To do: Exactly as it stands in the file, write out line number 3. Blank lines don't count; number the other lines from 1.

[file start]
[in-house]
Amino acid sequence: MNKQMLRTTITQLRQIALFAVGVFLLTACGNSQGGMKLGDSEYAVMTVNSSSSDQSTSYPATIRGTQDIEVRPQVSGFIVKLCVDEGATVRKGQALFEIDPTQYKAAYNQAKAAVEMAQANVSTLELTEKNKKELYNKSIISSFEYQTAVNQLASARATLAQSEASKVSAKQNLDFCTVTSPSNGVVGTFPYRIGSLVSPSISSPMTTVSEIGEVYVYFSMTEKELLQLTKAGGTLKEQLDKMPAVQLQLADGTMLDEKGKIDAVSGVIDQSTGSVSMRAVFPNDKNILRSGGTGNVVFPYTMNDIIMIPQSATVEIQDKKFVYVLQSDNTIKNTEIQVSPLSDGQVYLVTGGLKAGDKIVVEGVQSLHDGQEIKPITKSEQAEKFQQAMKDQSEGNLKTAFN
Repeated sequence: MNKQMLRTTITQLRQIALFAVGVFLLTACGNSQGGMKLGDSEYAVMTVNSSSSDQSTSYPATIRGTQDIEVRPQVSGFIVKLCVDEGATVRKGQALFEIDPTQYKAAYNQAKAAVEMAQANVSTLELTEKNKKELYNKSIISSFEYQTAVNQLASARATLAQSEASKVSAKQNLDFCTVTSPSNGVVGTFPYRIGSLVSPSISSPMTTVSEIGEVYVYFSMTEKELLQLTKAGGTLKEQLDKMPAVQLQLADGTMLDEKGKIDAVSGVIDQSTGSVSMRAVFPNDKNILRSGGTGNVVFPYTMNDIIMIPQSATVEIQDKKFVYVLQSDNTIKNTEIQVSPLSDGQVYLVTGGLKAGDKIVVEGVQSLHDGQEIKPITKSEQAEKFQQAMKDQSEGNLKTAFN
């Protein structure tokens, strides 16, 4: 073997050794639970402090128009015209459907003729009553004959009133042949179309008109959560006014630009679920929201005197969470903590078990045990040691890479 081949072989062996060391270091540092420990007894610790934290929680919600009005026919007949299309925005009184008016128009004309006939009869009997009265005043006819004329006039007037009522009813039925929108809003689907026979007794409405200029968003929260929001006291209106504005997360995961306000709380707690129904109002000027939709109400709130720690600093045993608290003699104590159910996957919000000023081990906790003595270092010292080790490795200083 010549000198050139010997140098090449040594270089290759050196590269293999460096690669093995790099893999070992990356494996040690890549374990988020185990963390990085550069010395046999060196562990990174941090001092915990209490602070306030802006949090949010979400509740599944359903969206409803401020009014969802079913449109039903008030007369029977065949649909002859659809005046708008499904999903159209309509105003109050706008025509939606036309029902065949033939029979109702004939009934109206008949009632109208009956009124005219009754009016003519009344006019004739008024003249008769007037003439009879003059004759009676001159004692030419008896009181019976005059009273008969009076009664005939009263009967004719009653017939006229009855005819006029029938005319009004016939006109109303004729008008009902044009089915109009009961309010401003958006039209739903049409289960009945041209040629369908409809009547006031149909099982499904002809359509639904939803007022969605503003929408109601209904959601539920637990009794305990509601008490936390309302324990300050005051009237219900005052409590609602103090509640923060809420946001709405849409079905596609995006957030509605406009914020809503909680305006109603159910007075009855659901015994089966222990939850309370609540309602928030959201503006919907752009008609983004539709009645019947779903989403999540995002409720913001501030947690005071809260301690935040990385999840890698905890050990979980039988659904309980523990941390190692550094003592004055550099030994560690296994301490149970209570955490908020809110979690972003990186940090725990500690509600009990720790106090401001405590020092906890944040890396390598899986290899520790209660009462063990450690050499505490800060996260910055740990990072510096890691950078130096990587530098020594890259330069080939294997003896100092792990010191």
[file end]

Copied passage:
Repeated sequence: MNKQMLRTTITQLRQIALFAVGVFLLTACGNSQGGMKLGDSEYAVMTVNSSSSDQSTSYPATIRGTQDIEVRPQVSGFIVKLCVDEGATVRKGQALFEIDPTQYKAAYNQAKAAVEMAQANVSTLELTEKNKKELYNKSIISSFEYQTAVNQLASARATLAQSEASKVSAKQNLDFCTVTSPSNGVVGTFPYRIGSLVSPSISSPMTTVSEIGEVYVYFSMTEKELLQLTKAGGTLKEQLDKMPAVQLQLADGTMLDEKGKIDAVSGVIDQSTGSVSMRAVFPNDKNILRSGGTGNVVFPYTMNDIIMIPQSATVEIQDKKFVYVLQSDNTIKNTEIQVSPLSDGQVYLVTGGLKAGDKIVVEGVQSLHDGQEIKPITKSEQAEKFQQAMKDQSEGNLKTAFN